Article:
This is how one of our readers put it:

The topic about churches not doing a better job of making their facilities handicapped accessible can stand alone. However, the swipe at the “theological bias” seems rather out of place. Perhaps a lack of wheelchair ramps in churches wasn’t sexy enough for a whole story.

Photos via Wikimedia commons.

Print Friendly

  • Jerry

    I don’t understand the reader comment at the end of the posting. The issue of some thinking that other deserve misfortune either personally as in this case or on a national basis as in Haiti is an issue that the media needs to explore including asking hard questions about the theological basis for such statements. Theodicy is a hard area for many people and that specifically includes reporters.

  • Chris Bolinger

    Walker’s article is a stinker. Sarah hits the nail on the head with her critiques.

  • Chip

    What kept the reporter from Googling the ADA and reading the statute http://www.ada.gov/pubs/adastatute08mark.htm#12101 to see what it says about accommodation by religious entities instead of airily citing separation of church and state (N.B. churches are not the only entities exempt from compliance with the ADA)

  • Bern

    I respectfully disagree: while the article could have been better what speaks more to the issue of exclusion due to lack of faith then the first-person testimony the story closes with: I cut and paste it here:

    Even after decades of blindness, Augusta churchgoer Willie Lee Jones said he still fields comments suggesting his sight could come back if he believed harder.

    “People of faith will come to me and say, ‘God wants to heal you,’” said Jones, who replies that he’s complete even without his sight.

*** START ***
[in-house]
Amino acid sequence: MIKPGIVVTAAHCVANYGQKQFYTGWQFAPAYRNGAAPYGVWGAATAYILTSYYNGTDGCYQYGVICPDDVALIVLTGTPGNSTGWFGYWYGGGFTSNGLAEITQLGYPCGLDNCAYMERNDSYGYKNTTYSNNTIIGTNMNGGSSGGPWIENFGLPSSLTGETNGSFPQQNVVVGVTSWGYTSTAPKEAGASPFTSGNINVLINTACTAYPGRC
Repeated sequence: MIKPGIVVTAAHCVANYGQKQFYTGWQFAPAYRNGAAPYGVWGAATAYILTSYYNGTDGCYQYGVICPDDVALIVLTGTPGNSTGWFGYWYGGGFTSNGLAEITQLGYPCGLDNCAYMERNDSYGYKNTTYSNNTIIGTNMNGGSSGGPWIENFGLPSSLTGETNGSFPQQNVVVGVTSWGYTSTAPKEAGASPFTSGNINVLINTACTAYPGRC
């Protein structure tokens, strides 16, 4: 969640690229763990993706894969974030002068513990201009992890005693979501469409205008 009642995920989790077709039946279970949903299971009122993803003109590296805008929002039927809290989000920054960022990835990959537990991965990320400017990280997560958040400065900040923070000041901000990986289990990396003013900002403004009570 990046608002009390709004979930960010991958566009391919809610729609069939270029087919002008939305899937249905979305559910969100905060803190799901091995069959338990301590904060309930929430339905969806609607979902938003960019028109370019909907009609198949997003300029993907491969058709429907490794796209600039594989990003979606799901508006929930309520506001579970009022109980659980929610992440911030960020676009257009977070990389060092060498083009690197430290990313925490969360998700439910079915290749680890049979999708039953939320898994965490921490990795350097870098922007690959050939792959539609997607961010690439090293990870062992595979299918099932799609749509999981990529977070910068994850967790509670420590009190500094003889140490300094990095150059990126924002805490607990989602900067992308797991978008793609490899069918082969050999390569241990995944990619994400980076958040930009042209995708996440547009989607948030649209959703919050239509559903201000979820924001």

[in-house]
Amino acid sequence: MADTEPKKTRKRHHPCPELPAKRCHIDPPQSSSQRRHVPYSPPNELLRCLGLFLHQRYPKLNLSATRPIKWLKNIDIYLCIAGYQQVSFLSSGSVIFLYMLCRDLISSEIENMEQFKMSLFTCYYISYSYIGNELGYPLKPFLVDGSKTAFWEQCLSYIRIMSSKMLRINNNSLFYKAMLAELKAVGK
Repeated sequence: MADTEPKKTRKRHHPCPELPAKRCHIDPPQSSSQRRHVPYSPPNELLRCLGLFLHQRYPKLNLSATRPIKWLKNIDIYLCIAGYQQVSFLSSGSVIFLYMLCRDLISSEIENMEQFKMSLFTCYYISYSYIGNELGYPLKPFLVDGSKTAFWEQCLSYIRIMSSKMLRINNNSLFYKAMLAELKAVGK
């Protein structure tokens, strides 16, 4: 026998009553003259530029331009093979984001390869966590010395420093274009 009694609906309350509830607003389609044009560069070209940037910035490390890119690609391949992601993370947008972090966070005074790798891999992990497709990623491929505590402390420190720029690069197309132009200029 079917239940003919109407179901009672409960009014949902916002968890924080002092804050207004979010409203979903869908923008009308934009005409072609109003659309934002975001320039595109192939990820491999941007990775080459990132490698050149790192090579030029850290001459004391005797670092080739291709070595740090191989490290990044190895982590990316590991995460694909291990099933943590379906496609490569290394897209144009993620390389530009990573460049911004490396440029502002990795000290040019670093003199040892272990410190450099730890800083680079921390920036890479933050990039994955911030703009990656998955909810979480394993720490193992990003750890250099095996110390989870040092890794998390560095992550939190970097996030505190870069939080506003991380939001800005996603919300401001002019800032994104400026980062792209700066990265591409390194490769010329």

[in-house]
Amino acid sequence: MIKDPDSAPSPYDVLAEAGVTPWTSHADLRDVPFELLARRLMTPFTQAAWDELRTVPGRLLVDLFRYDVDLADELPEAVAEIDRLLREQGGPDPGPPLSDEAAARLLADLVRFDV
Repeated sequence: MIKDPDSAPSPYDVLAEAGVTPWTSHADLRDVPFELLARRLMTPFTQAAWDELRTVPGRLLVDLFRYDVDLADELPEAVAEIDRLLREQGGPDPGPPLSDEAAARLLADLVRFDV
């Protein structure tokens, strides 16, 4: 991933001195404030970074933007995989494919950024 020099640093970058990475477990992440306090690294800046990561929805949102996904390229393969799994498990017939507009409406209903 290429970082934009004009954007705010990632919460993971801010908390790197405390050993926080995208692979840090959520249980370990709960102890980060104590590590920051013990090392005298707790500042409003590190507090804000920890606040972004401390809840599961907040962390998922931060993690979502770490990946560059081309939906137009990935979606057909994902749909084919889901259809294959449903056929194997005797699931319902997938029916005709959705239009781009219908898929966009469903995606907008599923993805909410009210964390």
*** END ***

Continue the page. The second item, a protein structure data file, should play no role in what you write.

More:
McReynolds points to biblical book of Luke, with its references to the blind and lame.

    “What Christ is saying there is they’re not an afterthought, they are central to my mission,” she said ” … If they were crucial to Christ in his mission, why aren’t they in the church?”

  • http://wwwhereitgoes.blogspot.com/ Mark Anderson

    In New York State the Uniform Fire Prevention and Building Code has stricter requirements than the federal ADA requirements. Churches are NOT exempt from the accessibility requirements in new construction.
    Unfortunately, most of the church buildings you will ever see were built prior to these requirements and there are no specific retroactive requirements.
    But awareness is increasing. Our church, built in 1894, has had a handicap ramp since the 80s. Our social hall, built in 1964, has had a lift since the 90s. This is a small congregation (ASA about 40) where such additions seem almost impossible to accomplish but we have understood our responsibilities to our disabled brothers and sisters for a long time. And we are certainly not unique – I see it in many churches.

  • Dionne Walker

    Wow. While I’m not necessarily a fan of my article being called “a stinker” nor of myself being refered to personally – I frankly always critique an article, and leave the reporter out of it – I’m glad my article is at least starting some conversation. :)

    - Dionne Walker

  • Sarah Pulliam Bailey

    Hi Dionne, thanks for weighing in. We love to hear feedback from reporters.


CLOSE | X

HIDE | X